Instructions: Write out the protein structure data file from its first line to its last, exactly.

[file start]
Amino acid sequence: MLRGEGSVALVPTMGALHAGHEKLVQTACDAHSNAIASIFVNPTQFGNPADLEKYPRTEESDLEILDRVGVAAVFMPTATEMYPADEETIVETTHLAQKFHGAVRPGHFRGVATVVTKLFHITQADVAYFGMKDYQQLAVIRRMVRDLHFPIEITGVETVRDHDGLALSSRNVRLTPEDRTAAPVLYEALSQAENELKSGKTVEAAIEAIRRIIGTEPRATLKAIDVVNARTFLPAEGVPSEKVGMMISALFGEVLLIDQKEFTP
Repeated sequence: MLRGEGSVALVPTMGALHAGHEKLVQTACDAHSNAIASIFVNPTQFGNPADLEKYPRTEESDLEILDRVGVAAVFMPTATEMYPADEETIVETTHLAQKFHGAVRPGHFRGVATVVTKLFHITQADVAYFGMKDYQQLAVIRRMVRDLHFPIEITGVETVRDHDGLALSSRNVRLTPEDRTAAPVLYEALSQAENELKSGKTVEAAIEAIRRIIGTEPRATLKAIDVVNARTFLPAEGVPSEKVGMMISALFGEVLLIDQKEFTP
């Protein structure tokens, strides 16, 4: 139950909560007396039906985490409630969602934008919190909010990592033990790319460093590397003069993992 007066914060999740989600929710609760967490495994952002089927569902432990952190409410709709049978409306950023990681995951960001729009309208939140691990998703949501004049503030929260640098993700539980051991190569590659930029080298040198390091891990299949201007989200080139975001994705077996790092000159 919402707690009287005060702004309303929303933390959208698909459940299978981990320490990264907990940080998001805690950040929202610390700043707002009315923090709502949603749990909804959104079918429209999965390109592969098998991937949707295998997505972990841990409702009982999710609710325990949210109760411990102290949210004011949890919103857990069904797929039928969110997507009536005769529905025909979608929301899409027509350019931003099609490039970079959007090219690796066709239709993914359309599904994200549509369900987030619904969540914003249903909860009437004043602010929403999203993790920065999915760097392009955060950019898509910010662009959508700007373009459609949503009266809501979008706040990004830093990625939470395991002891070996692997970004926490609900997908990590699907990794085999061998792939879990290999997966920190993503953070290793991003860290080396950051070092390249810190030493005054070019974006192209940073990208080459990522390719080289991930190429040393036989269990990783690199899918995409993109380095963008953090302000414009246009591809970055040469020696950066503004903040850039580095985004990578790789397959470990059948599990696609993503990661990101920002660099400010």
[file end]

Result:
Amino acid sequence: MLRGEGSVALVPTMGALHAGHEKLVQTACDAHSNAIASIFVNPTQFGNPADLEKYPRTEESDLEILDRVGVAAVFMPTATEMYPADEETIVETTHLAQKFHGAVRPGHFRGVATVVTKLFHITQADVAYFGMKDYQQLAVIRRMVRDLHFPIEITGVETVRDHDGLALSSRNVRLTPEDRTAAPVLYEALSQAENELKSGKTVEAAIEAIRRIIGTEPRATLKAIDVVNARTFLPAEGVPSEKVGMMISALFGEVLLIDQKEFTP
Repeated sequence: MLRGEGSVALVPTMGALHAGHEKLVQTACDAHSNAIASIFVNPTQFGNPADLEKYPRTEESDLEILDRVGVAAVFMPTATEMYPADEETIVETTHLAQKFHGAVRPGHFRGVATVVTKLFHITQADVAYFGMKDYQQLAVIRRMVRDLHFPIEITGVETVRDHDGLALSSRNVRLTPEDRTAAPVLYEALSQAENELKSGKTVEAAIEAIRRIIGTEPRATLKAIDVVNARTFLPAEGVPSEKVGMMISALFGEVLLIDQKEFTP
């Protein structure tokens, strides 16, 4: 139950909560007396039906985490409630969602934008919190909010990592033990790319460093590397003069993992 007066914060999740989600929710609760967490495994952002089927569902432990952190409410709709049978409306950023990681995951960001729009309208939140691990998703949501004049503030929260640098993700539980051991190569590659930029080298040198390091891990299949201007989200080139975001994705077996790092000159 919402707690009287005060702004309303929303933390959208698909459940299978981990320490990264907990940080998001805690950040929202610390700043707002009315923090709502949603749990909804959104079918429209999965390109592969098998991937949707295998997505972990841990409702009982999710609710325990949210109760411990102290949210004011949890919103857990069904797929039928969110997507009536005769529905025909979608929301899409027509350019931003099609490039970079959007090219690796066709239709993914359309599904994200549509369900987030619904969540914003249903909860009437004043602010929403999203993790920065999915760097392009955060950019898509910010662009959508700007373009459609949503009266809501979008706040990004830093990625939470395991002891070996692997970004926490609900997908990590699907990794085999061998792939879990290999997966920190993503953070290793991003860290080396950051070092390249810190030493005054070019974006192209940073990208080459990522390719080289991930190429040393036989269990990783690199899918995409993109380095963008953090302000414009246009591809970055040469020696950066503004903040850039580095985004990578790789397959470990059948599990696609993503990661990101920002660099400010």